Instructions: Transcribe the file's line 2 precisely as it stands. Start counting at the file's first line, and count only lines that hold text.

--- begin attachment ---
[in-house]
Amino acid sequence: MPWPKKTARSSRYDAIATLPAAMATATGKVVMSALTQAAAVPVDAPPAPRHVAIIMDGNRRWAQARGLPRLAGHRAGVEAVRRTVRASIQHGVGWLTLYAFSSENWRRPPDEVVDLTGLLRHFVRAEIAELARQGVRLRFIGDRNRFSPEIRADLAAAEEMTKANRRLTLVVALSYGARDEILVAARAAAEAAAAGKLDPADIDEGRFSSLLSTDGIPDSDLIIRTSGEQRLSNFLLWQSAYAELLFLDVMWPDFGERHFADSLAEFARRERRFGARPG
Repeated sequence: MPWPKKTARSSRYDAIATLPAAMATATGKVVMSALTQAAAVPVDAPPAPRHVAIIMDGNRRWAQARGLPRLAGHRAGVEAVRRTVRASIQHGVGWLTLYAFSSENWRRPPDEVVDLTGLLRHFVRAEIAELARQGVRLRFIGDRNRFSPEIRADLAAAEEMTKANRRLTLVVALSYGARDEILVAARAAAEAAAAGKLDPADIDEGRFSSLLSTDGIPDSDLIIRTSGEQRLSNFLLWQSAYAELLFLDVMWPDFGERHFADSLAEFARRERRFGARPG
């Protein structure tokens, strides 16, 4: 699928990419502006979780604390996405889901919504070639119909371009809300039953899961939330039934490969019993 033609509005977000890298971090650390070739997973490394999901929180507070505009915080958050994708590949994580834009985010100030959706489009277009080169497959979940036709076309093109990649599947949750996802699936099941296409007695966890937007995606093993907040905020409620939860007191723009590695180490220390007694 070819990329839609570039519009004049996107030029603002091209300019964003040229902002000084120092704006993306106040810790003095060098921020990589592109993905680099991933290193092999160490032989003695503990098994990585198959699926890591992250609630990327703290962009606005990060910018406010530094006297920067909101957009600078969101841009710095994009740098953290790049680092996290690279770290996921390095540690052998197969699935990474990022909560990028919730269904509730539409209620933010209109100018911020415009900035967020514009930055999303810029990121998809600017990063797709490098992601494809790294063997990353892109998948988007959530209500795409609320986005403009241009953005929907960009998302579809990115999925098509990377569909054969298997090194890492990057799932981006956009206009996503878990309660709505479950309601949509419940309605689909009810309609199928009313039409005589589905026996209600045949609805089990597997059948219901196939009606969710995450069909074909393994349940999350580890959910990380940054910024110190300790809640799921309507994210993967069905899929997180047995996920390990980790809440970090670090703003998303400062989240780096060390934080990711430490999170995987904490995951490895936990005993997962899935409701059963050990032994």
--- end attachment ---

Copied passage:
Amino acid sequence: MPWPKKTARSSRYDAIATLPAAMATATGKVVMSALTQAAAVPVDAPPAPRHVAIIMDGNRRWAQARGLPRLAGHRAGVEAVRRTVRASIQHGVGWLTLYAFSSENWRRPPDEVVDLTGLLRHFVRAEIAELARQGVRLRFIGDRNRFSPEIRADLAAAEEMTKANRRLTLVVALSYGARDEILVAARAAAEAAAAGKLDPADIDEGRFSSLLSTDGIPDSDLIIRTSGEQRLSNFLLWQSAYAELLFLDVMWPDFGERHFADSLAEFARRERRFGARPG